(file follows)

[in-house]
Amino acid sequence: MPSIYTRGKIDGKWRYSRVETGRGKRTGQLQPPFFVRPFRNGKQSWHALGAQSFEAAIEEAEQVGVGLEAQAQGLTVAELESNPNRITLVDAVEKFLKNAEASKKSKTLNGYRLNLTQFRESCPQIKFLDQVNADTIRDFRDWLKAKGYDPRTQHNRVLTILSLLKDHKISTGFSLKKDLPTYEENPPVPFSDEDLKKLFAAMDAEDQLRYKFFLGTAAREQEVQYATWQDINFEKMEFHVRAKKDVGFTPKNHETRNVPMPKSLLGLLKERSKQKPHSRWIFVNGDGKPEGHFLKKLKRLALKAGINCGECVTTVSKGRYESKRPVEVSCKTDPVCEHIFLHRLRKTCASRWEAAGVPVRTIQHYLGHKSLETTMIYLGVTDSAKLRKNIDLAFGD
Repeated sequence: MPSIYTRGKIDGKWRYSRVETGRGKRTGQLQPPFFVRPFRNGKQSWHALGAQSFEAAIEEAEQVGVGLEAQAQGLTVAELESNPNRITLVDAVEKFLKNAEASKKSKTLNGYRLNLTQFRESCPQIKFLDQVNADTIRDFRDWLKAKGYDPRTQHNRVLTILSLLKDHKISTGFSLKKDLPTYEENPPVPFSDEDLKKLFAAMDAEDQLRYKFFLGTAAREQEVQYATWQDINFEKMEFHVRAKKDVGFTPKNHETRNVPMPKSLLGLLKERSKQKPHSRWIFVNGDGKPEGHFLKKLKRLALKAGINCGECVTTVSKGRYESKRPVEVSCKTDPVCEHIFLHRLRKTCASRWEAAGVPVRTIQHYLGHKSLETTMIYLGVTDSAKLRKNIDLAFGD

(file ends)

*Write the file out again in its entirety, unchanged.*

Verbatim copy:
[in-house]
Amino acid sequence: MPSIYTRGKIDGKWRYSRVETGRGKRTGQLQPPFFVRPFRNGKQSWHALGAQSFEAAIEEAEQVGVGLEAQAQGLTVAELESNPNRITLVDAVEKFLKNAEASKKSKTLNGYRLNLTQFRESCPQIKFLDQVNADTIRDFRDWLKAKGYDPRTQHNRVLTILSLLKDHKISTGFSLKKDLPTYEENPPVPFSDEDLKKLFAAMDAEDQLRYKFFLGTAAREQEVQYATWQDINFEKMEFHVRAKKDVGFTPKNHETRNVPMPKSLLGLLKERSKQKPHSRWIFVNGDGKPEGHFLKKLKRLALKAGINCGECVTTVSKGRYESKRPVEVSCKTDPVCEHIFLHRLRKTCASRWEAAGVPVRTIQHYLGHKSLETTMIYLGVTDSAKLRKNIDLAFGD
Repeated sequence: MPSIYTRGKIDGKWRYSRVETGRGKRTGQLQPPFFVRPFRNGKQSWHALGAQSFEAAIEEAEQVGVGLEAQAQGLTVAELESNPNRITLVDAVEKFLKNAEASKKSKTLNGYRLNLTQFRESCPQIKFLDQVNADTIRDFRDWLKAKGYDPRTQHNRVLTILSLLKDHKISTGFSLKKDLPTYEENPPVPFSDEDLKKLFAAMDAEDQLRYKFFLGTAAREQEVQYATWQDINFEKMEFHVRAKKDVGFTPKNHETRNVPMPKSLLGLLKERSKQKPHSRWIFVNGDGKPEGHFLKKLKRLALKAGINCGECVTTVSKGRYESKRPVEVSCKTDPVCEHIFLHRLRKTCASRWEAAGVPVRTIQHYLGHKSLETTMIYLGVTDSAKLRKNIDLAFGD